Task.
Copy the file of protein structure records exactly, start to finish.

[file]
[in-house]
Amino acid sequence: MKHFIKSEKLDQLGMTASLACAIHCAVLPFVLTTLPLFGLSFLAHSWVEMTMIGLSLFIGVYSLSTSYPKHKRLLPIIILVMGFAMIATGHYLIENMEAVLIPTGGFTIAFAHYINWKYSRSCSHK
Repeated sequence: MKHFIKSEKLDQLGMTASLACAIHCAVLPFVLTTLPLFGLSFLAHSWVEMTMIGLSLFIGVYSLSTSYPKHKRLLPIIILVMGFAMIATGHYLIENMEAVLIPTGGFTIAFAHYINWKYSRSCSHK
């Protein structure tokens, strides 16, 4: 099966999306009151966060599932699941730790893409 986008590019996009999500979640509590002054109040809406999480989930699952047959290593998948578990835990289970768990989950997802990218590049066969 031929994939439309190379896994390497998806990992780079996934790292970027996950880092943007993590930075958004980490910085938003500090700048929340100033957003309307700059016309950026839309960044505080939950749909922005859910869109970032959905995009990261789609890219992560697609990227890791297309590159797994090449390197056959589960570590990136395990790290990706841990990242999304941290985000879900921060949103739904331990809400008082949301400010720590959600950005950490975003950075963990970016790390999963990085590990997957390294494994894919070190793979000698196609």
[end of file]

[in-house]
Amino acid sequence: MKHFIKSEKLDQLGMTASLACAIHCAVLPFVLTTLPLFGLSFLAHSWVEMTMIGLSLFIGVYSLSTSYPKHKRLLPIIILVMGFAMIATGHYLIENMEAVLIPTGGFTIAFAHYINWKYSRSCSHK
Repeated sequence: MKHFIKSEKLDQLGMTASLACAIHCAVLPFVLTTLPLFGLSFLAHSWVEMTMIGLSLFIGVYSLSTSYPKHKRLLPIIILVMGFAMIATGHYLIENMEAVLIPTGGFTIAFAHYINWKYSRSCSHK
């Protein structure tokens, strides 16, 4: 099966999306009151966060599932699941730790893409 986008590019996009999500979640509590002054109040809406999480989930699952047959290593998948578990835990289970768990989950997802990218590049066969 031929994939439309190379896994390497998806990992780079996934790292970027996950880092943007993590930075958004980490910085938003500090700048929340100033957003309307700059016309950026839309960044505080939950749909922005859910869109970032959905995009990261789609890219992560697609990227890791297309590159797994090449390197056959589960570590990136395990790290990706841990990242999304941290985000879900921060949103739904331990809400008082949301400010720590959600950005950490975003950075963990970016790390999963990085590990997957390294494994894919070190793979000698196609």